The Minting Process

  • Sculpting a coin plaster
    Design

    The minting process begins with an initial design. Here the Royal Australian Mint’s designers create the image that will eventually be seen on a coin using traditional pencil and paper, a computer, or a tablet.

    Afterwards, a three-dimensional model of the design is created using modelling clay, many times larger than the final size. This is then cast in plaster. The coin designer can spend many hours working on this plaster model, refinin the details of the design.

    To imprint the design onto a coin it needs to be transferred from the plaster to a metal tool. A laser scanner captures all the details from the plaster cast and sends them to a computer. Details such as words, numbers or dates can be added using the computer software.

     

    Sculpting a coin plaster
  • Dies
    Dies

    The coin design is cut directly into tool steel using a computer-controlled engraving machine, creating what is known as a reduction punch. This process takes up to 24 hours. The reduction punch contains a positive (raised or relief) impression of the complete design of the coin.

    The reduction punch is placed in an hydraulic press. In a process known as hobbing, the design is transferred onto a softened steel block, using 100 to 400 tonnes of pressure. The result is a master die, containing a negative impression of the coin design. The master die is hardened, and is then used to hob another steel block. The result is a working hob, containing a positive impression of the design.

    The third and last case of hobbing occurs when the working hob is hardened, and used to create the production die, which has a negative impression of the design. The production die is used to strike blanks, turning them into coins.

    Proof coin dies get additional treatments so that they can transfer a high level of detail to the finished coins.

    Dies
  • Blank transport
    Blank Production

    Sheets of metal have coin-shaped pieces cut from them. These are known as blanks, which will become coins once they are struck by dies. Blanks are usually round in shape, but an exception is the blank for Australia's 50 cent coin, which is dodecagonal (12 sided).

    Blanks are rolled through a specially-shaped groove, which results in a raised edge. The raised metal assists in the coining operation by partially forming the rim so that the dies do not have to displace as much metal.

    Blanks used for making proof coins undergo further treatment processes. Annealing, or controlled heating in a furnace, softens the proof blanks in preparation for striking. Pickling in a bath of hot acid cleans the blanks, and burnishing (spinning in a large drum with tiny ball bearings used as polishing material) smooths any surface blemishes.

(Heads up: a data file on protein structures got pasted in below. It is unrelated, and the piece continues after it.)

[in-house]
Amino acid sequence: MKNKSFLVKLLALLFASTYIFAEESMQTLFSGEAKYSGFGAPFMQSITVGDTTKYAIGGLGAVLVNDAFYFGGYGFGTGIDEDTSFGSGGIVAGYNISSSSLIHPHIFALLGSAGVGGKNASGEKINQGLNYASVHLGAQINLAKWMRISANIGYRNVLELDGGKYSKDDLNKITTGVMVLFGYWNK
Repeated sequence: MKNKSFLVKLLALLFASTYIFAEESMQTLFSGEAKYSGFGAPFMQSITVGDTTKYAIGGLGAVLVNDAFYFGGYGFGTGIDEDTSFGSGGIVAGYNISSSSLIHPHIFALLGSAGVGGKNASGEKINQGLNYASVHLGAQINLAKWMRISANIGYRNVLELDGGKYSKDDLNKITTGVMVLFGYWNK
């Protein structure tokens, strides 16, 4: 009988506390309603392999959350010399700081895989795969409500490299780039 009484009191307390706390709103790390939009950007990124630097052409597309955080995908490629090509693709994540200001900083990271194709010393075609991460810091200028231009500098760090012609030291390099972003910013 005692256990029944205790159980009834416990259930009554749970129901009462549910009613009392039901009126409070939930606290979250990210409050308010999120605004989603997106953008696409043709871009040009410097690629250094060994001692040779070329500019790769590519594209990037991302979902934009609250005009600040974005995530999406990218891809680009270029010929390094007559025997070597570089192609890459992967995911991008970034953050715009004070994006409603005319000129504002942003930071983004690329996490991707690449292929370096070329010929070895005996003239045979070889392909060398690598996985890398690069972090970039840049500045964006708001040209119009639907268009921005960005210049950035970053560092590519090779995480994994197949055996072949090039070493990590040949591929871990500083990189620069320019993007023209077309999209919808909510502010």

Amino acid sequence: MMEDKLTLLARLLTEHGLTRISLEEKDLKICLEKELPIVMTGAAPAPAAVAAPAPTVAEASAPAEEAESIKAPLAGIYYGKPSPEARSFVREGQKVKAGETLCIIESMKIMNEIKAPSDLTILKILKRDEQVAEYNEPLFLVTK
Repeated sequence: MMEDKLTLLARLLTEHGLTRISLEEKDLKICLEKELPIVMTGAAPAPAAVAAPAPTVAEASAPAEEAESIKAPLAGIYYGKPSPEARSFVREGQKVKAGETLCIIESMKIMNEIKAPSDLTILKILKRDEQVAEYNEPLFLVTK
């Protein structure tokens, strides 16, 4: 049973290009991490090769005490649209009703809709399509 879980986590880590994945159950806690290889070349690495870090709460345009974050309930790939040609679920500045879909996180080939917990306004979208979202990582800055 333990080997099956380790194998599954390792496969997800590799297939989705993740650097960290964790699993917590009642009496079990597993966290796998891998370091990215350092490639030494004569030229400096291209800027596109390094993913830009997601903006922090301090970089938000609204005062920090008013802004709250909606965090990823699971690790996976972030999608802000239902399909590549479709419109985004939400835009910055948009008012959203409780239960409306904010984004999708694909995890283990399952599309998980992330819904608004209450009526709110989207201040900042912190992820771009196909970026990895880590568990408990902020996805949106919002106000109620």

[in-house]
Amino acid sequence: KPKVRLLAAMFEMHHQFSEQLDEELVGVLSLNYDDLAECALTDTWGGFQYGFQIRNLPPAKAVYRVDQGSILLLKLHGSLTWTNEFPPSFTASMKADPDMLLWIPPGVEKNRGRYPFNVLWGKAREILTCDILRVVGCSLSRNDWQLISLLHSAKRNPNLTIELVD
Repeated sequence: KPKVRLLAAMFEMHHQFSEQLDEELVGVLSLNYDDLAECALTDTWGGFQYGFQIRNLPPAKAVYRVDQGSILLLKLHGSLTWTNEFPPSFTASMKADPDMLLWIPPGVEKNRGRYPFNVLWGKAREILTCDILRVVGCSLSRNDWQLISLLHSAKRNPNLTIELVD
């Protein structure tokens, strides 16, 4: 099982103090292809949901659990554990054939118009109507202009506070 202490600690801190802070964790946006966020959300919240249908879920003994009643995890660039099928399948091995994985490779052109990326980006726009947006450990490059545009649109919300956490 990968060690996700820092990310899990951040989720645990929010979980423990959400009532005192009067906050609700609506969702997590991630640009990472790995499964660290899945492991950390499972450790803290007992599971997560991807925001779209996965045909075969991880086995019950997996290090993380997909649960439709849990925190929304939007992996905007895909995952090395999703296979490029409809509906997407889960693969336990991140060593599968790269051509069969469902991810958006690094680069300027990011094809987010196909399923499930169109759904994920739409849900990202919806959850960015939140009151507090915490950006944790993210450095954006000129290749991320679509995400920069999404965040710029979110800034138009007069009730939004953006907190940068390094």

Blank transport
  • Striking a coin
    Coining: Circulating Coins

    The Mint’s Fitters and Machinists install the dies in the coin presses.  Coin presses can be set up to make different denominations and may make several denominations on the same day.  Blanks are fed through the presses, where they are struck on both sides simultaneously by dies. Dies can strike coins with up to 200 tonnes of pressure, at a rate of up to 650 pieces per minute. Under the pressure of striking, metal particles spread and stretch. This results in a sharper rim, and the edge of the coin taking on any serration in the press’ collar. This is how coins get the grooves you often see around their edges.

    Striking a coin
  • Inspecting a proof coin
    Coining: Collector Coins

    The uncirculated coin press has an automatic feed and can make up to 80 coins per minute or 20 000 coins per day.

    Proof coins are made in presses which strike with 180-360 tonnes of pressure. Each proof press is manually operated, and the blanks are struck 4-6 times each. Each proof die can strike approximately 250 coins before it has to be replaced.

    Uncirculated coins are inspected by staff members who monitor the production conveyor belt as coins leave the press. Any which do not meet standard are removed.

    Proof coins are individually inspected by the press operator, using eyeglasses and magnifying lamps to check for any flaws. The tiniest imperfection will result in the operator placing the coin in a reject pile, whose contents will be sent to a foundry and melted down.

    Inspecting a proof coin
  • Packaging
    Packaging and Delivery

    Circulating coins travel along a conveyor system, where they are counted and placed into small bags or sachets. These small bags are weighed to ensure they contain the correct number of coins, and are then counted into larger bags. The large bags are weighed to ensure that they contain the correct number of small bags.

    These large bags are packed into boxes. When full, these boxes are sealed and circulating coins are stored in the Mint’s vaults until delivery trucks are ready to securely collect them and deliver them to banks.

    Uncirculated and proof coins are individually packaged and delivered to the Royal Australian Mint’s onsite shop, eShop or distributed to dealers who have commercial arrangements with the Mint.

    Packaging